LHS Athletic Hall of Fame - Bruce Morrison

David Peck

A multifaceted school and community servant

The Lovell High School Athletic Hall of Fame includes three categories for nominations: athlete, coach and service. In the case of 2022 hall of fame inductee Bruce Morrison, he checks all three boxes.

As an athlete in the late 1960s and into 1970, his LHS graduation year, Morrison was a four-sport athlete competing in football, basketball, track and field and baseball. He later coached football, basketball and baseball at multiple levels, including as a boys and then girls assistant coach at LHS for eight years.

He also refereed for 40 years, handling both football and basketball at all levels.

His community service is legendary and includes 26 years on the town council including 16 years as mayor, co-chairing the Mustang Days Committee for around 20 years with wife Linda, 34 years on the Lovell Volunteer Fire Dept., the Foster Gulch golf board, the chamber of commerce board of directors, the North Big Horn Hospital District board and numerous church callings.

He was even a member of the Mustang Band during high school, then called the Rose City Philharmonica, as a trombonist.

You might call him Mr. Lovell.

The son of Francis and Cleo Morrison, Bruce is the youngest of eight children, five boys and three girls, and he excelled in high school as an athlete and student leader. He earned 11 letters at LHS: four in football, three in basketball and four in track and field. He also played American Legion baseball for four years.

Morrison received the Wilford Mower Award in 1970 as the outstanding student athlete in the Big Horn Basin, the third LHS recipient after Roy Despain and Don Black.

When asked what his favorite sport was, his answer might seem surprising: “I probably liked baseball and basketball the most.” But he played college football at the University of Wyoming for one year before being called on a mission to Lima, Peru, for the Church of Jesus Christ of Latter-day Saints.

Morrison played some running back, quarterback and linebacker for the Bulldogs, but he was best known as a kicker and punter. He kicked for all four years of high school.

“Norm Opp coached me in seventh grade, the first year of junior high football in Lovell,” Morrison said. “Norm got a hold of me, worked with me for kicking and gave me the confidence to kick.”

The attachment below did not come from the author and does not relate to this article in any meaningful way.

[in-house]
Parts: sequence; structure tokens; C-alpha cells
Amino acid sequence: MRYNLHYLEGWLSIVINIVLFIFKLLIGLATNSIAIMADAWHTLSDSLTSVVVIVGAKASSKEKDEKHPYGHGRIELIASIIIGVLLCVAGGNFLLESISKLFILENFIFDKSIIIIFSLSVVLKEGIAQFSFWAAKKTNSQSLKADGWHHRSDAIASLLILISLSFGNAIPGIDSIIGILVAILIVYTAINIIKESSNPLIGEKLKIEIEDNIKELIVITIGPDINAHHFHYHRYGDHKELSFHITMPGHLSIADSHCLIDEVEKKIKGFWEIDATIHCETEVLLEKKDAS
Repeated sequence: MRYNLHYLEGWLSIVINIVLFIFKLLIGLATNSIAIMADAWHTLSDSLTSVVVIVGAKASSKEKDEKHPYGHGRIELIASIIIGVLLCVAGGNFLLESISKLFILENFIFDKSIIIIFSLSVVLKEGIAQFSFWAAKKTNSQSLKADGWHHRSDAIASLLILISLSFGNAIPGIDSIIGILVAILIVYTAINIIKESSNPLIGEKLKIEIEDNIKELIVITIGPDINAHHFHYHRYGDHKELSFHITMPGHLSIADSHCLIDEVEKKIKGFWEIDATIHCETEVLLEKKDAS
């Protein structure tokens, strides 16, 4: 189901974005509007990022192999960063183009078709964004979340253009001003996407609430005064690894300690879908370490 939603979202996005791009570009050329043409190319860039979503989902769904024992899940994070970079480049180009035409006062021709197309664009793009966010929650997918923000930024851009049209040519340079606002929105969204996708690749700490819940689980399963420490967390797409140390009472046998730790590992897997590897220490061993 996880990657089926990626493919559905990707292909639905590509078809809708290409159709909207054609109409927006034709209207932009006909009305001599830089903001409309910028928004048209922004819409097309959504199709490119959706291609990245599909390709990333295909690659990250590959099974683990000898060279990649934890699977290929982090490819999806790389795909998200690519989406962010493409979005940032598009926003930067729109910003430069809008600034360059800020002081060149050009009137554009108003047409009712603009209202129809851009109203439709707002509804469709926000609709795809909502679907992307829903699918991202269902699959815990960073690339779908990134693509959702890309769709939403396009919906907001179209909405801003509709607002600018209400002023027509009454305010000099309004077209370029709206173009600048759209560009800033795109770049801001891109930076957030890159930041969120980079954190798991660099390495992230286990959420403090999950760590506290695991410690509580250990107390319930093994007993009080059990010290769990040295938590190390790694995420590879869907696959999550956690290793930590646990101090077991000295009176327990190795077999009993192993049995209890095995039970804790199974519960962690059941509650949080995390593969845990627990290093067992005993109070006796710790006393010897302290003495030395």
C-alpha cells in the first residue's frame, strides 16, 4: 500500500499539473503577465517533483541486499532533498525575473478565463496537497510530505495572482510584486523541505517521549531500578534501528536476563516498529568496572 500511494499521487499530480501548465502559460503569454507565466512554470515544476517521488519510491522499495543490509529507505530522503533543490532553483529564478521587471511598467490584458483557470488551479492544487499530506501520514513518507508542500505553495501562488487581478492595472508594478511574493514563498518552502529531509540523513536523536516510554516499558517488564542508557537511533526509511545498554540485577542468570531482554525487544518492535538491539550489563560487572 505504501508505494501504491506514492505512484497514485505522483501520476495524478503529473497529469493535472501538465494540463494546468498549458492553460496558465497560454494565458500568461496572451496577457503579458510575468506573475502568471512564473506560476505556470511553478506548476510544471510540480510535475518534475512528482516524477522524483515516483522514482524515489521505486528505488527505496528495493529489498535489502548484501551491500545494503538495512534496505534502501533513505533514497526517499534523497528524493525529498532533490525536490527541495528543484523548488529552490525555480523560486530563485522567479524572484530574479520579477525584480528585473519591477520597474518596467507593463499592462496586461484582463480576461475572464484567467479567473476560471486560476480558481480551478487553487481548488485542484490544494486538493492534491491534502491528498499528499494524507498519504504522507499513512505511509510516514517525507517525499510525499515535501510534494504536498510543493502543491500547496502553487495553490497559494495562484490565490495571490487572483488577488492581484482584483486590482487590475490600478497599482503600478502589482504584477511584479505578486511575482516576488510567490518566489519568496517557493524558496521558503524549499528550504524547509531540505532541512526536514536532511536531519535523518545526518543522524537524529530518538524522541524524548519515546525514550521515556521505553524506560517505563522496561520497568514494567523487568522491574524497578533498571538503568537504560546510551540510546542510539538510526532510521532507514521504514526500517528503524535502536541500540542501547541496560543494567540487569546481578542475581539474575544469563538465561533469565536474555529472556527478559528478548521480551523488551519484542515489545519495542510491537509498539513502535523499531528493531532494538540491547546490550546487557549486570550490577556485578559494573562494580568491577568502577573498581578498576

As a junior, Morrison kicked two field goals of 42 and 46 yards against Cody, and he just missed a 50-yard field goal as a senior against Worland.

The two field goals against Cody impressed the referees, who came up to him after the game and said they were going to get his name “out there.” He said he hit from 55 yards in practice. The Bulldogs didn’t win many games with a smaller line trying to hold their own against much larger schools.

He was offered a full ride to attend the University of Wyoming and made the team following tryouts. He kicked for the freshman team that 1970 season but left to go on his mission to Peru, not particularly enjoying his experience in the final year of Lloyd Eaton’s tenure due to “circumstances,” he said.

In retrospect, Morrison said, he might have much more enjoyed playing basketball for Northwest Community College, noting that coach Hank Cabre recruited him, but he had already signed with UW.

“I kind of jumped the gun,” he said.


Morrison was a shooting guard for the Bulldogs under coach Richard Yeaman and was known for his picture perfect shooting form. He led the Bulldogs in scoring as a senior, averaging 22 points per game and earning all-state and all-conference honors playing against the likes of Casper Kelly Walsh, Lander, Riverton and Sheridan, as well as familiar Big Horn Basin foes.

Some of the players Morrison played with that season were point guard Kerry Engelking, small forward Jerry Doerr, power forward Scott Baxendale and center Jack Malcom. Providing a spark off the bench were John Powell, Bob Despain, Pat Woodward and Dean Tippetts. Morrison scored 27 points in a 71-69 win over Kelly Walsh in Casper.